If you smoke, you've probably tried to quit.
In fact, you've almost certainly tried to quit – new Cancer Council Victoria research shows that more than 8 in 10 Victorian smokers have made a quit attempt at some point.
The good news is that Victorians are getting better at quitting with success rates trending upwards for most demographic groups.
And despite younger smokers making more attempts, older smokers are quitting more successfully.
"These figures indicate that more Victorian smokers want to and are trying to quit than ever before and that more are achieving that goal which is fantastic news," said Quit Victoria's Executive Director Fiona Sharkie.
More than a quarter of smokers surveyed intended to quit within the next 30 days.
Ms Sharkie said there were a number of reasons older smokers may have been more successful at quitting than their younger counterparts.
"It may be that due to many previous unsuccessful attempts, they are taking their attempts more seriously and doing more preparation to ensure success, whether that's learning how to cope with their triggers, calling the Quitline or going to their doctor to get stop-smoking medication," she said.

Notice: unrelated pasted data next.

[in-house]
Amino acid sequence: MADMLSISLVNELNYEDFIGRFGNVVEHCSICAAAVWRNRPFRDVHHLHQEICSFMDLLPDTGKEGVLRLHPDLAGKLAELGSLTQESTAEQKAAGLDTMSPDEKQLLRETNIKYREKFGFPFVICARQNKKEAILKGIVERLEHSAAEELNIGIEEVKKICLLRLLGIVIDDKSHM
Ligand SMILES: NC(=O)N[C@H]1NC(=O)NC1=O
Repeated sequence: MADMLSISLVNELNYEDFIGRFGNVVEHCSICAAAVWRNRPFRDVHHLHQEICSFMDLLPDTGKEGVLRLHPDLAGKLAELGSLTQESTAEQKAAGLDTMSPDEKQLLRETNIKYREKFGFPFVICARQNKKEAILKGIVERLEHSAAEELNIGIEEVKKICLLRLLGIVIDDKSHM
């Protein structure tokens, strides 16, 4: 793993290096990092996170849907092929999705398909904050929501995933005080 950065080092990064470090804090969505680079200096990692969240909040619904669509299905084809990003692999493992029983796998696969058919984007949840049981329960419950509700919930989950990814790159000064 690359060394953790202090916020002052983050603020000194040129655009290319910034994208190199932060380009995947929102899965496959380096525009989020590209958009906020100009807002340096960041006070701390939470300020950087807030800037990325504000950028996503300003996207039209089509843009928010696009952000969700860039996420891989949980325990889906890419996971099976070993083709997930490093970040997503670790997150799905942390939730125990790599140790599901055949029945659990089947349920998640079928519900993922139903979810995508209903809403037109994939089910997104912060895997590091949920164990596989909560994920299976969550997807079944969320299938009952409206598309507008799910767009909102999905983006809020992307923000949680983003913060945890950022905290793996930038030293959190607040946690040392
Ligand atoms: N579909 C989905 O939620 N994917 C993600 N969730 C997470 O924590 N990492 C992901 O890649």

So why do more want to quit? In a little over a decade, the number of smokers who have no intention of quitting in the next six months has dropped significantly from 49 per cent to 31 per cent.
Plain packaging of tobacco products, larger graphic health warnings and increases in the tobacco increase have all been introduced in recent years to curb the uptake of smoking and best encourage smokers to kick the deadly habit.
And an increased number of public smokefree areas help not only to discourage others from taking up smoking; they help remove extra temptations for former smokers that are doing their best to stay quit.
Take a look at the people that smoke around you. They've no doubt given quitting a crack, and there's every chance they'll be trying again soon.
If you or someone you know could use help or advice to quit smoking, visit quit.org.au or give the Quitline a call on 13 7848.
Read our blog participation guidelines and join the discussion. (Please note: Your first name will appear with your comment, but your surname and email address will not be shown.)